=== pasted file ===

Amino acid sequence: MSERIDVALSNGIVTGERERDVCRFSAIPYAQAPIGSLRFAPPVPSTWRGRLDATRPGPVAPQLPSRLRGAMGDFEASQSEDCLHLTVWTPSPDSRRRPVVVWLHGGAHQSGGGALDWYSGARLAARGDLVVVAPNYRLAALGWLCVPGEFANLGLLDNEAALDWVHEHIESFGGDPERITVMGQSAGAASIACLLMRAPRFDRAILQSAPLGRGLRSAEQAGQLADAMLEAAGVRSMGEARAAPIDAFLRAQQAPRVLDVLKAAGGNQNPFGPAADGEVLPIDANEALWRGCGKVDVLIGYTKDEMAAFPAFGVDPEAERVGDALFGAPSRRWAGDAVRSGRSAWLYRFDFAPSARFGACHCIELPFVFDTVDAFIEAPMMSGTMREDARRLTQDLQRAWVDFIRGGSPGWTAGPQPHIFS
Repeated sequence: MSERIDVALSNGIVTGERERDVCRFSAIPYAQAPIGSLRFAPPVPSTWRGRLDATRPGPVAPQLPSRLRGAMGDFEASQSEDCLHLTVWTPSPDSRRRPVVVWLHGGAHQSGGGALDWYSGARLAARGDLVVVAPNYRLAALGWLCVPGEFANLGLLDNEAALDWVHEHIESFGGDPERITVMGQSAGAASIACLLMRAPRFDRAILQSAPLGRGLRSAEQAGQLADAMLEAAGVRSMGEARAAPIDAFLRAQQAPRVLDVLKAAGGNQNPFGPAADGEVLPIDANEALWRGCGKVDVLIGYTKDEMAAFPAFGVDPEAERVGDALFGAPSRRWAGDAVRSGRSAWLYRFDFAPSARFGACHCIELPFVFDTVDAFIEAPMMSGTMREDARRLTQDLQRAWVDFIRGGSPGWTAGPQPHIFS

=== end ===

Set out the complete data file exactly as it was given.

Amino acid sequence: MSERIDVALSNGIVTGERERDVCRFSAIPYAQAPIGSLRFAPPVPSTWRGRLDATRPGPVAPQLPSRLRGAMGDFEASQSEDCLHLTVWTPSPDSRRRPVVVWLHGGAHQSGGGALDWYSGARLAARGDLVVVAPNYRLAALGWLCVPGEFANLGLLDNEAALDWVHEHIESFGGDPERITVMGQSAGAASIACLLMRAPRFDRAILQSAPLGRGLRSAEQAGQLADAMLEAAGVRSMGEARAAPIDAFLRAQQAPRVLDVLKAAGGNQNPFGPAADGEVLPIDANEALWRGCGKVDVLIGYTKDEMAAFPAFGVDPEAERVGDALFGAPSRRWAGDAVRSGRSAWLYRFDFAPSARFGACHCIELPFVFDTVDAFIEAPMMSGTMREDARRLTQDLQRAWVDFIRGGSPGWTAGPQPHIFS
Repeated sequence: MSERIDVALSNGIVTGERERDVCRFSAIPYAQAPIGSLRFAPPVPSTWRGRLDATRPGPVAPQLPSRLRGAMGDFEASQSEDCLHLTVWTPSPDSRRRPVVVWLHGGAHQSGGGALDWYSGARLAARGDLVVVAPNYRLAALGWLCVPGEFANLGLLDNEAALDWVHEHIESFGGDPERITVMGQSAGAASIACLLMRAPRFDRAILQSAPLGRGLRSAEQAGQLADAMLEAAGVRSMGEARAAPIDAFLRAQQAPRVLDVLKAAGGNQNPFGPAADGEVLPIDANEALWRGCGKVDVLIGYTKDEMAAFPAFGVDPEAERVGDALFGAPSRRWAGDAVRSGRSAWLYRFDFAPSARFGACHCIELPFVFDTVDAFIEAPMMSGTMREDARRLTQDLQRAWVDFIRGGSPGWTAGPQPHIFS